Politics & Social Justice Archive


In Memoir, Environmental Insider Calls for Radical Change

Monday, October 20th, 2014

As an influential figure in America’s environmental movement, Gus Speth can boast quite a remarkable resume–co-founder of the Natural Resources Defense Council, founder of the World Resources Institute, dean of the Yale School of Forestry and Environmental Studies, environmental advisor to Presidents Carter and Clinton, and the list goes on.

Yet, as a southern gentleman, boasting isn’t really his style. Instead Speth prefers to acknowledge the long list of people that have helped him along the way—his “angels by the river, ” as he calls them.

Speth’s new memoir, Angels by the River, follows his unlikely path—from a Southern boyhood to his career as an influential mainstream environmentalist to his current system-changing activism. He explores the issues, and realities, that have shaped the nation since the 1950s, and that turned an “ultimate insider” into someone who now believes the US inaction on climate change is, as he puts it, “the greatest dereliction of civic responsibility in the history of the republic.”

If you are wondering how to make a difference in this increasingly complex world and looking for inspiration, let Gus Speth’s own life’s arc be a guide, and his clarion call for widespread system change be your call to action. Listen to his interview on Vermont Public Radio about his reflections on the environmental movement. Chelsea Green’s Shay Totten also sat down with Speth to talk about his new book and what it has been like to live his life on the front lines of change. See below for their conversation.

Angels by the River: A Memoir by James Gustave “Gus” Speth is on sale now.

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A Conversation with Author Gus Speth

ST: Let’s start with the title of the book – who are your angels, and what role did this river of your youth have in shaping your early thoughts about nature and life?

GS: Starting with a real river, the Edisto in the South Carolina lowcountry, I imagine my life as a journey down a river, and around almost every bend there have been angels waiting. It’s very clear to me that without the love, support and intense collaboration of the angels in my life, starting with my family, I would have gone off in some terribly wrong directions and many key things simply would not have happened. I wrote this memoir in large part to recognize these remarkable people.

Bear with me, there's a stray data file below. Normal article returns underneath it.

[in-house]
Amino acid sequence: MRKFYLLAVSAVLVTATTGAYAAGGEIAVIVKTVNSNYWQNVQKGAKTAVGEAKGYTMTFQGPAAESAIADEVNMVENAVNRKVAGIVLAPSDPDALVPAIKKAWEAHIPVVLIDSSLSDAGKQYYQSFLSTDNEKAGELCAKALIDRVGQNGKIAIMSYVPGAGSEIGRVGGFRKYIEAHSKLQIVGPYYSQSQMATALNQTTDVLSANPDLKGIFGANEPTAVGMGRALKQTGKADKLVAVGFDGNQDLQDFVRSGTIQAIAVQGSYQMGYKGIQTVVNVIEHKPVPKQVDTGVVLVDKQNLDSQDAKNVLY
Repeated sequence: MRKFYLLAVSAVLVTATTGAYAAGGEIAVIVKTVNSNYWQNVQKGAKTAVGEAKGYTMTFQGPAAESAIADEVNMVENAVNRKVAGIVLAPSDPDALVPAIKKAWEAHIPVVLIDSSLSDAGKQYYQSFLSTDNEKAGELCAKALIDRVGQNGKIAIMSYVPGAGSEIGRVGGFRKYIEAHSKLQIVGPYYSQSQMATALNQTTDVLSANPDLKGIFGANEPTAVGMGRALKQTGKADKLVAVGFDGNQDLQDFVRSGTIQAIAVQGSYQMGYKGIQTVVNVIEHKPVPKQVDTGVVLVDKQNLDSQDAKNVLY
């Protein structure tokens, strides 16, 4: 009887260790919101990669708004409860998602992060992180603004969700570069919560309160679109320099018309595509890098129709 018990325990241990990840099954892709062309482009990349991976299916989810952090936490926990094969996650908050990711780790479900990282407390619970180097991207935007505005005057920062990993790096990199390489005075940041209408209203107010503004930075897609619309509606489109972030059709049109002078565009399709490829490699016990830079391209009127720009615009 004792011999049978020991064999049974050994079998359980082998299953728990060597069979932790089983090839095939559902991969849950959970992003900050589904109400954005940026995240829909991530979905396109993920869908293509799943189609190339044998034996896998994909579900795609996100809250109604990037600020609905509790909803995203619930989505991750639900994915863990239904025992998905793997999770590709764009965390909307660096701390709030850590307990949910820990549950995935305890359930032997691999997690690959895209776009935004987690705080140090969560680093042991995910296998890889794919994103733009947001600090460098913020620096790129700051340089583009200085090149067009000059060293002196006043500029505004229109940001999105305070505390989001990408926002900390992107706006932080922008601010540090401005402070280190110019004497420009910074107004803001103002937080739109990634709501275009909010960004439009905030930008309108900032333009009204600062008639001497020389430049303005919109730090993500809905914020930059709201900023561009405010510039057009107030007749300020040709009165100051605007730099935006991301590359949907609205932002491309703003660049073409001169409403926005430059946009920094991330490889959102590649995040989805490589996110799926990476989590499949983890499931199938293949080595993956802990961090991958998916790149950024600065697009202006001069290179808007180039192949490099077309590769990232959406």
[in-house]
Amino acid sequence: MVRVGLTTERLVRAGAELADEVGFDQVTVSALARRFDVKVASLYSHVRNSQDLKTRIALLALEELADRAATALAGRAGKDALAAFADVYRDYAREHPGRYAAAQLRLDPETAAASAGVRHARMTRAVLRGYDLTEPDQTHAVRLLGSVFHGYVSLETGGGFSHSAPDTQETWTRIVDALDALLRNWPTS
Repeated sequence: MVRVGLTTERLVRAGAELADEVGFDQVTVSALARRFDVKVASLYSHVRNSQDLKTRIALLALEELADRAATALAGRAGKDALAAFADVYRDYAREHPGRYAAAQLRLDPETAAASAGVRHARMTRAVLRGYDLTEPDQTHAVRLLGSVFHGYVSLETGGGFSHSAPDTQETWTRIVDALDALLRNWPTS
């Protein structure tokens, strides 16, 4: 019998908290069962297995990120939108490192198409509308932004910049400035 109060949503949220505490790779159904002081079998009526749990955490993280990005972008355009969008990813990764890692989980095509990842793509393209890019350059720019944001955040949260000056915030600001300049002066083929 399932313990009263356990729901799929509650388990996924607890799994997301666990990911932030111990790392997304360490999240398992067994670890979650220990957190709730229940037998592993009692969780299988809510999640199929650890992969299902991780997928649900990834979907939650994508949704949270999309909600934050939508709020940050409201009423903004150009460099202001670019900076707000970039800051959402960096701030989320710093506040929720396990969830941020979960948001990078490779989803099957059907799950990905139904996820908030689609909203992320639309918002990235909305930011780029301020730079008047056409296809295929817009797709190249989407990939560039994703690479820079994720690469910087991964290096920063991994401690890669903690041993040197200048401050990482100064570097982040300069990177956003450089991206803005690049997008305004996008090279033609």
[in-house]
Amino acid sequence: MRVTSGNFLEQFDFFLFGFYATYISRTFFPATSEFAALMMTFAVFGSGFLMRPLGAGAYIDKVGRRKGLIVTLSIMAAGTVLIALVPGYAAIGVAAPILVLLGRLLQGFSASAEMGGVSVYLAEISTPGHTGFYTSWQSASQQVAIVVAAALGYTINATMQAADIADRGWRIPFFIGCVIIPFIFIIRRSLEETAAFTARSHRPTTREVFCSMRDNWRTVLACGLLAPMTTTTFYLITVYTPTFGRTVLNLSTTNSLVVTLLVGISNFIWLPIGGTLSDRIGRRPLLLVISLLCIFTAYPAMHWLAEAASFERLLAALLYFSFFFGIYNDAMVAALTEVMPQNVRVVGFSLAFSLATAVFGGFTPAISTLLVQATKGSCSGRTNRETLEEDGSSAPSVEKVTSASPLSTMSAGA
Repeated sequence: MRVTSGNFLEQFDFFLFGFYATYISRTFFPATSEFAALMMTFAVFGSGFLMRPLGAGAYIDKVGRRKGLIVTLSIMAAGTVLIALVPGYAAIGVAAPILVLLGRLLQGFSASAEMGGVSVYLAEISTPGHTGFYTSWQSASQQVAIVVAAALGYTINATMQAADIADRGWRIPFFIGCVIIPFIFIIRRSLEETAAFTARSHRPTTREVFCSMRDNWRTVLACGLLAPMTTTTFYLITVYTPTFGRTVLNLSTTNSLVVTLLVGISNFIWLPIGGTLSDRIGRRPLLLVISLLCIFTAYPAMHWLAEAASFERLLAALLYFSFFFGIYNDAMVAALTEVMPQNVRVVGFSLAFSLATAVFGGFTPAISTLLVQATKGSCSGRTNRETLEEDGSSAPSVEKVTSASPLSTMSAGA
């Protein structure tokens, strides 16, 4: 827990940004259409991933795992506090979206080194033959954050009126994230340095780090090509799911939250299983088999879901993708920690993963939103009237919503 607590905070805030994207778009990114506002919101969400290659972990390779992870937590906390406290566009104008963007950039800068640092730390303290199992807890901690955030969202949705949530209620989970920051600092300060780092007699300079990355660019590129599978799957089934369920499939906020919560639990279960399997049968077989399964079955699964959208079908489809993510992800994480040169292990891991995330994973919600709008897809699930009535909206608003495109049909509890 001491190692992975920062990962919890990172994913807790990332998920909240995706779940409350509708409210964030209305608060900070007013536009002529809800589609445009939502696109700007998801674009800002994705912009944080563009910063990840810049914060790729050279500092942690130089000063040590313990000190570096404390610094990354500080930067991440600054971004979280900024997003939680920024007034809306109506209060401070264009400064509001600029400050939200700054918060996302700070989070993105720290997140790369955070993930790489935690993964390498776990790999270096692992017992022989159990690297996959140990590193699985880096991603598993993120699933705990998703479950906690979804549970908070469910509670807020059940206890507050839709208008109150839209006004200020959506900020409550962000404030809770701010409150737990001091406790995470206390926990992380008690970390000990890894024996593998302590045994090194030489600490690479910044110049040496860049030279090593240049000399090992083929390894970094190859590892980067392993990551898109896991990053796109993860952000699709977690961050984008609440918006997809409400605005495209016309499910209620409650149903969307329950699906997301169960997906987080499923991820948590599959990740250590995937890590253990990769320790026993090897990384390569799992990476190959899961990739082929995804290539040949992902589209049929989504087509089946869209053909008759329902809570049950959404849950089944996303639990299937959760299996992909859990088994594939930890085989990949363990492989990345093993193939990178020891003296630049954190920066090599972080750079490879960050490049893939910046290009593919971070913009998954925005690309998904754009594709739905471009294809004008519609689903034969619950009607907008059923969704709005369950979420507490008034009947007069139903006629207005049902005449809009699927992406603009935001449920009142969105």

Imagination aside, the Edisto, with its dark, tannin-stained waters and ample hardwood bottomland swamps, was where I first discovered the natural world, and girls.

ST: Your hometown of Orangeburg, South Carolina was the scene of the horrific Orangeburg Massacre. That year, 1968, is often remembered as a pivotal year in US history. You were at Yale Law School at the time of the shootings, but you had been living in, and writing about, some of the tensions that preceded the shootings.

GS: In the mid 1960s I did what I could to support and encourage the moderate whites in Orangeburg to move forward on the civil rights demands of the town’s black community. And they did try, indeed try hard, but without success. I relate that story in the memoir.

Orangeburg had been a hotbed of resistance to racial progress since the early 1950s, and that continued through the 1960s. This situation helped set the stage for what happened there in 1968, a great national tragedy but one that has been little noticed outside the state, even today.

ST: Did attending a Northern school – Yale University and later Yale Law School – help to shape, or reshape, your views about the world, and in particular that of race? If so, how? What did you intend to study at Yale, and what did you end up studying?

GS: I devote a chapter in the memoir to what happened to me when I “went North” to school. The chapter is called “Things Fall Apart,” and at Yale my views on race, society, and the South did in fact come crashing down around me. As I explain in Angels by the River, that can be a terrifying experience, but I discovered in the end that that unmooring from the past was entirely liberating and that I was free to think afresh about the world. I realized also that I had uncritically accepted the status quo and that I never wanted to do that again.

I went to Yale to study science and was a biochemistry major for two years, but in the nick of time I realized I wasn’t getting a rounded liberal arts education and so switched to political science and later to an individualized curriculum Yale allowed me to create.

ST: You helped found the Natural Resources Defense Council. What was missing from the environmental movement at the time that the NRDC was created? Did it achieve what you had hoped?

GS: When big new causes open up, as happened for the environment in the late 1960s, there often occurs an intense period of institution building—a creative period when organizations rise to meet the occasion. In a chapter called “The Greening,” I describe how I and others, seeing the moment, were able to launch two much-needed environmental groups, NRDC and the World Resources Institute. Both are powerhouses today. I often joke that all my groups do better after I leave.